An entrepreneur led a group of purchasers in a construction project and contacted the purchasers both by himself and through a company wholly owned by him. In the insolvency proceedings of the entrepreneur, his creditors requested to receive rights belonging to the company wholly held by him.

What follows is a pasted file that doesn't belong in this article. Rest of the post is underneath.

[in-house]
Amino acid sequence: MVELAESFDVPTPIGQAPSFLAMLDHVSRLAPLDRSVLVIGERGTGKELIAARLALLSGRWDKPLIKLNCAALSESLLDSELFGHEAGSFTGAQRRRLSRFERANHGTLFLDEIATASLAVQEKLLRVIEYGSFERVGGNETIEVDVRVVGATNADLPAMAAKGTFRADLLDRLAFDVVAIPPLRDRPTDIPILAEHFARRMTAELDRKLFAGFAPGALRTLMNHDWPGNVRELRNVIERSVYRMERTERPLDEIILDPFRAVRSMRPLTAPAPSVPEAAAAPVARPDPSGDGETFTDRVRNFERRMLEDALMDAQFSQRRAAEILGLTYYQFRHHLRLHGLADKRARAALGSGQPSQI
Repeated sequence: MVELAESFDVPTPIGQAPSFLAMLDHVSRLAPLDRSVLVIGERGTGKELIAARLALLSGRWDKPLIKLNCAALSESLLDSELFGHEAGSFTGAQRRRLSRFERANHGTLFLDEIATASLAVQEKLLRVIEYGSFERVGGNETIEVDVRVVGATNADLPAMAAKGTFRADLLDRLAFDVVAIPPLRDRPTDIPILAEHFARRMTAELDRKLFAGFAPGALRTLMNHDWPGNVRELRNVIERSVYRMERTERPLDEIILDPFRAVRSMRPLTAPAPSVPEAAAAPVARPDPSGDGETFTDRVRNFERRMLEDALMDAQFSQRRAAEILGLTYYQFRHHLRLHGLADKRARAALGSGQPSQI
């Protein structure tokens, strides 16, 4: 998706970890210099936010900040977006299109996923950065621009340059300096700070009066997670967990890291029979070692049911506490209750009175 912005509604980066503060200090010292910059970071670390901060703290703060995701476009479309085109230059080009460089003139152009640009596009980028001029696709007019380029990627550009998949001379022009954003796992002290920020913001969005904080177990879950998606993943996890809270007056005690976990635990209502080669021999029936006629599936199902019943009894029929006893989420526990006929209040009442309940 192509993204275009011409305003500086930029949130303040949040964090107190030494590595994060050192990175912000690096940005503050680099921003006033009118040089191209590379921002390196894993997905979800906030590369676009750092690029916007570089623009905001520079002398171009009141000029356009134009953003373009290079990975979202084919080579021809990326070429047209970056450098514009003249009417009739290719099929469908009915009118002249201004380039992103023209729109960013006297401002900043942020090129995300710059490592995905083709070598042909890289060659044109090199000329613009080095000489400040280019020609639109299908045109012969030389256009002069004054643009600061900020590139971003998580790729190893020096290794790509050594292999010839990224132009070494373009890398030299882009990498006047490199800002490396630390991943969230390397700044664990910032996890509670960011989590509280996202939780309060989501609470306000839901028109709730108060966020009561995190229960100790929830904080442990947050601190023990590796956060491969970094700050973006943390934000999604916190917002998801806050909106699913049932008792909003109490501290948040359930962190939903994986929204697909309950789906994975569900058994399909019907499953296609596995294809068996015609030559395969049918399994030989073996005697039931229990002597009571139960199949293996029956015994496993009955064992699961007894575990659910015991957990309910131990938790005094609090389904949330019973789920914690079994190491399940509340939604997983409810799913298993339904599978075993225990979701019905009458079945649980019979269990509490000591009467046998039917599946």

The Supreme Court held that Israeli law enables two types of piercing the corporate veil: “classic” piercing - attributing company debts to its shareholders; and a "reverse" piercing, i.e., the attribution of rights of a company to its shareholders or attribution of rights or obligations of a shareholder to the company. The “classic” piercing will be done in exceptional cases only when the use of the separate legal personality is done for the purpose of fraud or deprivation of a creditor; or when the use is done in a manner that harms the company's purpose while taking unreasonable risk. In contrast, the Court's discretion is broader in the “reverse” piercing and it is possible when the Court "finds that under the circumstances it is just and proper to do so," even in the case of creditors of the shareholder demanding the rights of the company held by him. Here the case involves mixing the company's assets with the assets of the shareholder and a shareholder holding 100% of the company's shares, managing it exclusively and controlling its operations, and thus blurring the scope of the association. Thus, it is possible to apply the “reverse” piercing of the corporate veil.